Health - Pharmacology - 11.05.2022
The combination makes the difference: New therapeutic approach against breast cancer
The combination makes the difference: New therapeutic approach against breast cancer
Some breast tumors with certain genetic alterations are difficult to treat using existing therapies. Researchers at the University of Basel have now discovered an approach that involves a toxic combination with a second target gene in order to kill the abnormal cells. The first clinical trials could be starting soon.

Life Sciences - Paleontology - 10.05.2022
Complex Human Childbirth and Cognitive Abilities a Result of Walking Upright
Complex Human Childbirth and Cognitive Abilities a Result of Walking Upright
Childbirth in humans is much more complex and painful than in great apes. It was long believed that this was a result of humans- larger brains and the narrow dimensions of the mother's pelvis. Researchers at the University of Zurich have now used 3D simulations to show that childbirth was also a highly complex process in earlier hominin species that gave birth to relatively small-brained newborns - with important implications for their cognitive development.

Earth Sciences - Environment - 09.05.2022
Failed eruptions are at the origin of copper deposits
Failed eruptions are at the origin of copper deposits
Scientists reveal a surprising mechanism in the formation of copper deposits, an essential metal for the energy transition. Copper is one of the most widely used metals on the planet today due to its electrical and thermal conduction properties. The greatest natural resources of this metal are the so-called "porphyry" deposits that come from magmas deep in the Earth.

Pharmacology - Health - 09.05.2022
Lymphomas: new model developed at the IOR against drug resistance
Lymphomas: new model developed at the IOR against drug resistance
The Lymphoma Genomics group, directed by Prof. Francesco Bertoni at the Institute of Oncology Research (IOR, affiliated to USI and member of Bios+), identified a new mechanism behind the resistance to the drug idelalisib, used in the treatment of patients with follicular lymphoma and marginal zone lymphoma.

Environment - Earth Sciences - 09.05.2022
Assess and predict the quality of drinking water
Assess and predict the quality of drinking water
Oliver Schilling is newly appointed Professor of Hydrogeology at the University of Basel, where he is setting up a research group that is also associated with the Eawag Water Resources and Drinking Water Department in Dübendorf. This dual affiliation is perfect, says Schilling. Oliver Schilling spends most of his working time at the University of Basel, where he has been gathering his research group around him as a new assistant professor of hydrogeology since the beginning of March.

Life Sciences - 06.05.2022
The role of surface tension in biological symmetry
The role of surface tension in biological symmetry
Researchers have discovered that symmetry in the human body is influenced by surface tension, the same mechanical phenomenon that allows lightweight insects to walk on water. A paper discussing this surprising finding, which is akin to a form of natural self-correction, has been published. In vertebrates, the arms, legs, fins and wings are neatly aligned on either side of the torso.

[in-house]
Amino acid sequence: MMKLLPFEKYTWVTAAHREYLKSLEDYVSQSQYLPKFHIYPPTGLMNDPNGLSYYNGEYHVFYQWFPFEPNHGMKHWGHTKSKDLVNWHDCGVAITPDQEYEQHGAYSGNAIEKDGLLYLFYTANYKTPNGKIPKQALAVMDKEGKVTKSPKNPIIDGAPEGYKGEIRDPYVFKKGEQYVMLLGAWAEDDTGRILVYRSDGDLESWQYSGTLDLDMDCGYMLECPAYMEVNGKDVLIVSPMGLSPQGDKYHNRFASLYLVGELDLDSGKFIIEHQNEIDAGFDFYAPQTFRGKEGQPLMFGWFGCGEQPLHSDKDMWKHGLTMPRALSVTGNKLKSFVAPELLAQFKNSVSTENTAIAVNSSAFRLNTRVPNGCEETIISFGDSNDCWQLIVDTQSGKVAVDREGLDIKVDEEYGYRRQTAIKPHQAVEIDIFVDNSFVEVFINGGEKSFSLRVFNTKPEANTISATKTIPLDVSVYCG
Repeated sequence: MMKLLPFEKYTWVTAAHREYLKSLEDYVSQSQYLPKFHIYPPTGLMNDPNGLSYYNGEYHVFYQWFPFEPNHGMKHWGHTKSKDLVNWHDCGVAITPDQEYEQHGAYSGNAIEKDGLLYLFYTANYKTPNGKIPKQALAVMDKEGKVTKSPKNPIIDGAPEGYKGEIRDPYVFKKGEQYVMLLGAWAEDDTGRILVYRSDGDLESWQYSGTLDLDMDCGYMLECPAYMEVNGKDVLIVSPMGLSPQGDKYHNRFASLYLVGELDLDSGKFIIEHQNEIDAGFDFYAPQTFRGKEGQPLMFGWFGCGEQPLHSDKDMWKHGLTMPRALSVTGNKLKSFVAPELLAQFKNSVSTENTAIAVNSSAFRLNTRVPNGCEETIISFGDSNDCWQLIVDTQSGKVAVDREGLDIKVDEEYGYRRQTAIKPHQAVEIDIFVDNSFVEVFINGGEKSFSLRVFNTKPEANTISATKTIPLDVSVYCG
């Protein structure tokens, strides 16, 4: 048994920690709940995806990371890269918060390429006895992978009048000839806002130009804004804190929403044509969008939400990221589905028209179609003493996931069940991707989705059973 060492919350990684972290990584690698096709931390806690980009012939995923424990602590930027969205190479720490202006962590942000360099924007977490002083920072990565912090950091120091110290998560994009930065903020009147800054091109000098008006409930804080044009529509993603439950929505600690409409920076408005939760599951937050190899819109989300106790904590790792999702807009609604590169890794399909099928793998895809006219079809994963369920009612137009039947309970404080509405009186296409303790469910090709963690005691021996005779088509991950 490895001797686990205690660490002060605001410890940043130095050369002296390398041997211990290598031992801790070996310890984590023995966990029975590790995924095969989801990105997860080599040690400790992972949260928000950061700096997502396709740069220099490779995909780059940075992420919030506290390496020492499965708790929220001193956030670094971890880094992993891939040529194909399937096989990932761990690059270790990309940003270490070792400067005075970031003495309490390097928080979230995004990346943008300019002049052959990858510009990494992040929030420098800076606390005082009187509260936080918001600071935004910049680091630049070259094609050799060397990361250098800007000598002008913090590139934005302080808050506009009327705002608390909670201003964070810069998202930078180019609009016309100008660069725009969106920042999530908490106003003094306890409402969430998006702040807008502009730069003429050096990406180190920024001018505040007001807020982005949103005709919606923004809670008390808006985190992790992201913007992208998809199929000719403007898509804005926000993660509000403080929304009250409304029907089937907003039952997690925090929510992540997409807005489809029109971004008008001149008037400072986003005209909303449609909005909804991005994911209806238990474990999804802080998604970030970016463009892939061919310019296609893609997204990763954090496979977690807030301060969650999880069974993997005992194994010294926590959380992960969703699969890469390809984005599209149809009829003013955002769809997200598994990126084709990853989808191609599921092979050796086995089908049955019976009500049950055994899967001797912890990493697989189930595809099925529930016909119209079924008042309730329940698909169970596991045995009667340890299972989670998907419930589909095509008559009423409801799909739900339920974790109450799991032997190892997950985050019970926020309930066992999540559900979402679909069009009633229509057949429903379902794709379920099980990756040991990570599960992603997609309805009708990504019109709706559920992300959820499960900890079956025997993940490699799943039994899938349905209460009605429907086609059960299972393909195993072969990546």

Physics - Innovation - 05.05.2022
Single photon emitter takes a step closer to quantum tech
Single photon emitter takes a step closer to quantum tech
To get closer to quantum technology we need to develop non-classical light sources that can emit a single photon at a time and do so on demand.

Physics - Materials Science - 05.05.2022
Glowing glass droplets on the ISS
Glowing glass droplets on the ISS
Together with researchers from Ulm and Neuchâtel, Empa will soon be studying material samples on the ISS. The material in question are super-hard and corrosion-resistant alloys of palladium, nickel, copper and phosphorus - also known as "metallic glasses". A high-tech company from La Chaux-de-Fonds, which produces materials for the watch industry, is also involved.

Chemistry - Physics - 04.05.2022
Imaging chemical kinetics at liquid-liquid interfaces
Imaging chemical kinetics at liquid-liquid interfaces
Scientists led by EPFL have developed a new method to measure chemical kinetics by imaging progress of a reaction at a liquid-liquid interface embedded in a laminar-flow liquid microjet. This method is ideal for studies of dynamics on the sub-millisecond timescale, which is very difficult to do with current applications.

Chemistry - Environment - 04.05.2022
Urine treatment: from trial and error to exciting innovation
Urine treatment: from trial and error to exciting innovation
What has been a purification process in wastewater treatment plants for decades can also be used decentrally or semi-centrally as a recycling process for nutrients. Early separation of "solid and liquid" plays a key role here. It allows for flexible solutions in terms of process technology, especially in the treatment of urine.